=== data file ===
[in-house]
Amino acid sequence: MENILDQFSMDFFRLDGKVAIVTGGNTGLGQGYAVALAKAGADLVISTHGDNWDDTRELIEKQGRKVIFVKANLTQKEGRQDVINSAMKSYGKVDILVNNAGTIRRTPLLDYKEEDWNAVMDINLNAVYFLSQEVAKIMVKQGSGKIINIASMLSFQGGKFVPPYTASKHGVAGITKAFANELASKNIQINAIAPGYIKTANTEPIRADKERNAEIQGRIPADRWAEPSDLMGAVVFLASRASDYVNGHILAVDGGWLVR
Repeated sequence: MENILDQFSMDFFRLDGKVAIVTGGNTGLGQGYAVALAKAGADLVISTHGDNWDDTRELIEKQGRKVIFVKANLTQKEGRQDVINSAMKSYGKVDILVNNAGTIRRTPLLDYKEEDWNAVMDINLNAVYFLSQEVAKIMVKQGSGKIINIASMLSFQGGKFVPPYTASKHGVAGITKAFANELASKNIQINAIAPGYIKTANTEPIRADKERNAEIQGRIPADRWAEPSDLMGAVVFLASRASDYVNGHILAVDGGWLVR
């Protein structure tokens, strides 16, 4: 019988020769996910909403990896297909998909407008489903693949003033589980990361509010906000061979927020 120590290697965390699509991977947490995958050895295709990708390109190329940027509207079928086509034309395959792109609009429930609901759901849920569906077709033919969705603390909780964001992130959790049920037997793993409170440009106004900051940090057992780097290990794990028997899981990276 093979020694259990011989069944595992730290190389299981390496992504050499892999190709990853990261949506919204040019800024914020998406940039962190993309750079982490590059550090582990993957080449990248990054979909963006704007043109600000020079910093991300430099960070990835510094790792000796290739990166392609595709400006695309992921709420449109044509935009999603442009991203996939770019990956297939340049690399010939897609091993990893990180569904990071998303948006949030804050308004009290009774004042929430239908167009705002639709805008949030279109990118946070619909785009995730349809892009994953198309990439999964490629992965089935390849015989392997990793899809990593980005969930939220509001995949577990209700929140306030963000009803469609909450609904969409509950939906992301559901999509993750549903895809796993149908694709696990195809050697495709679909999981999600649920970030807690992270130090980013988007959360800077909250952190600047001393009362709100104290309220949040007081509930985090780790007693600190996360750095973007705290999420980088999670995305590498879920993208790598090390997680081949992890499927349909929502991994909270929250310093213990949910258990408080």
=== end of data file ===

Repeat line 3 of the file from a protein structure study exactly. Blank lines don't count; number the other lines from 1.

Repeated sequence: MENILDQFSMDFFRLDGKVAIVTGGNTGLGQGYAVALAKAGADLVISTHGDNWDDTRELIEKQGRKVIFVKANLTQKEGRQDVINSAMKSYGKVDILVNNAGTIRRTPLLDYKEEDWNAVMDINLNAVYFLSQEVAKIMVKQGSGKIINIASMLSFQGGKFVPPYTASKHGVAGITKAFANELASKNIQINAIAPGYIKTANTEPIRADKERNAEIQGRIPADRWAEPSDLMGAVVFLASRASDYVNGHILAVDGGWLVR